W.E.B. DuBois died in 1963, at the age of 95. After his death, Shirley DuBois remained in Ghana, writing and sorting out the details of many of his unfinished projects. In 1967, however, she was forced to flee when Nkrumah’s regime was ousted by a military coup. She then moved to Cairo, Egypt, where her son David was working as a journalist.
In Cairo, DuBois continued to write prolifically. Her memoir of W.E.B. DuBois, His Day is Marching On, appeared in 1971. She followed this with Gamel Abdul Nasser, Son of the Nile (1974), Julius K. Nyerere, Teacher of Africa (1975), and a novel, The Zulu Heart. During this time, she also lectured widely on the theme “Egypt is Africa.”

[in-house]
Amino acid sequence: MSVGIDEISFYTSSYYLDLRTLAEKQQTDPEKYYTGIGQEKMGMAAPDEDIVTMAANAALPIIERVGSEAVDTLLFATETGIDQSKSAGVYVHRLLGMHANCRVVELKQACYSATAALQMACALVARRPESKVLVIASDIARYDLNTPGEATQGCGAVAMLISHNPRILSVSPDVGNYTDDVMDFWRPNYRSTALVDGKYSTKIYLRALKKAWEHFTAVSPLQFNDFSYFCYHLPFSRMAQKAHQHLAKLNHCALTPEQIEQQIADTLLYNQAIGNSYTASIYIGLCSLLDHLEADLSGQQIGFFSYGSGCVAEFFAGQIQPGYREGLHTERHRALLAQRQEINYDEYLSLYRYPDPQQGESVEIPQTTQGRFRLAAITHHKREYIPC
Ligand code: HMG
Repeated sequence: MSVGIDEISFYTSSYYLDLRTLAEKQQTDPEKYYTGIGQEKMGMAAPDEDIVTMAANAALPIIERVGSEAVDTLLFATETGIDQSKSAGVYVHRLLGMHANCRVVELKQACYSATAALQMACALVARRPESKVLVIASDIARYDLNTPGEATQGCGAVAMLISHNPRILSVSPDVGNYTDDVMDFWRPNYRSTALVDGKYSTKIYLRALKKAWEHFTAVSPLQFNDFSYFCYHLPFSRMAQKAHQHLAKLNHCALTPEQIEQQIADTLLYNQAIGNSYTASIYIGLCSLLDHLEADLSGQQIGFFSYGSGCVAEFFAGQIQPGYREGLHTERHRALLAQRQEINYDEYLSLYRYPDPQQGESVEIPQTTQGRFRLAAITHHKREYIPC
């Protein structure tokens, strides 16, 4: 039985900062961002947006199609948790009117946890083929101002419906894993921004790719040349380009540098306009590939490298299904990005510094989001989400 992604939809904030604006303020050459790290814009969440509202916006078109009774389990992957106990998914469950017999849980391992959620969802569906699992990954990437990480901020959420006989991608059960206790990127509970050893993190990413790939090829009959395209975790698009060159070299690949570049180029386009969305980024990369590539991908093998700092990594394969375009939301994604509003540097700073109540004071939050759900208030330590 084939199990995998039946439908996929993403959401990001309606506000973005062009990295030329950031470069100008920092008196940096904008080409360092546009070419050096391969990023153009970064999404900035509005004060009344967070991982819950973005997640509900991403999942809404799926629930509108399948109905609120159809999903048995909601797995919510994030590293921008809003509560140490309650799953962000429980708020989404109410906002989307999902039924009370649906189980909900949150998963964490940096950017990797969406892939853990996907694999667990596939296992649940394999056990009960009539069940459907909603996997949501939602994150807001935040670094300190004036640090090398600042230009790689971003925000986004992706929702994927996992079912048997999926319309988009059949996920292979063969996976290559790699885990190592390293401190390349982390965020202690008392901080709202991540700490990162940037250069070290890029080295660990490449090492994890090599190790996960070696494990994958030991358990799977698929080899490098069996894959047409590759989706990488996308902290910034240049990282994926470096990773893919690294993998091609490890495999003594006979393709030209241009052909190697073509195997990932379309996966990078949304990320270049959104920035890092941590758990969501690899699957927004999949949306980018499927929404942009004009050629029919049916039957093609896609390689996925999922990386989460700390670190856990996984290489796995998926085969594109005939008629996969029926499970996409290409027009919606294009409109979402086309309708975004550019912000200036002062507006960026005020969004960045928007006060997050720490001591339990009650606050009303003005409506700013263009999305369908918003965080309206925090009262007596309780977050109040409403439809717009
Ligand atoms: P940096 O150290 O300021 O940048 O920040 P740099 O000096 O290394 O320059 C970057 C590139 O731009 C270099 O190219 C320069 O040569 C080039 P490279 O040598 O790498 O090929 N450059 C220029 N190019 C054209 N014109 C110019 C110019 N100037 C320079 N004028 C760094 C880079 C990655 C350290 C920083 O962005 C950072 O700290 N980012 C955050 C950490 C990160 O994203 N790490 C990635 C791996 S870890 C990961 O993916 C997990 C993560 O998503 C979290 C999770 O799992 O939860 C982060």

DuBois continued to support leftist causes and organizations until the end of her life. In 1971, she was temporarily denied a visa to travel to the United States. The Justice Department claimed that she had been associated with more than 30 organizations on the Attorney General’s list of subversive groups; later, the department relented, and allowed her into the country.
In the late 1970s, DuBois taught creative writing in the W.E.B. DuBois Department of Afro-American Studies at the University of Massachusetts, Amherst. In 1976, on a visit to New York, she was a principal speaker at Chinatown’s memorial tribute to the Chinese Prime Minister, Chou En-lai.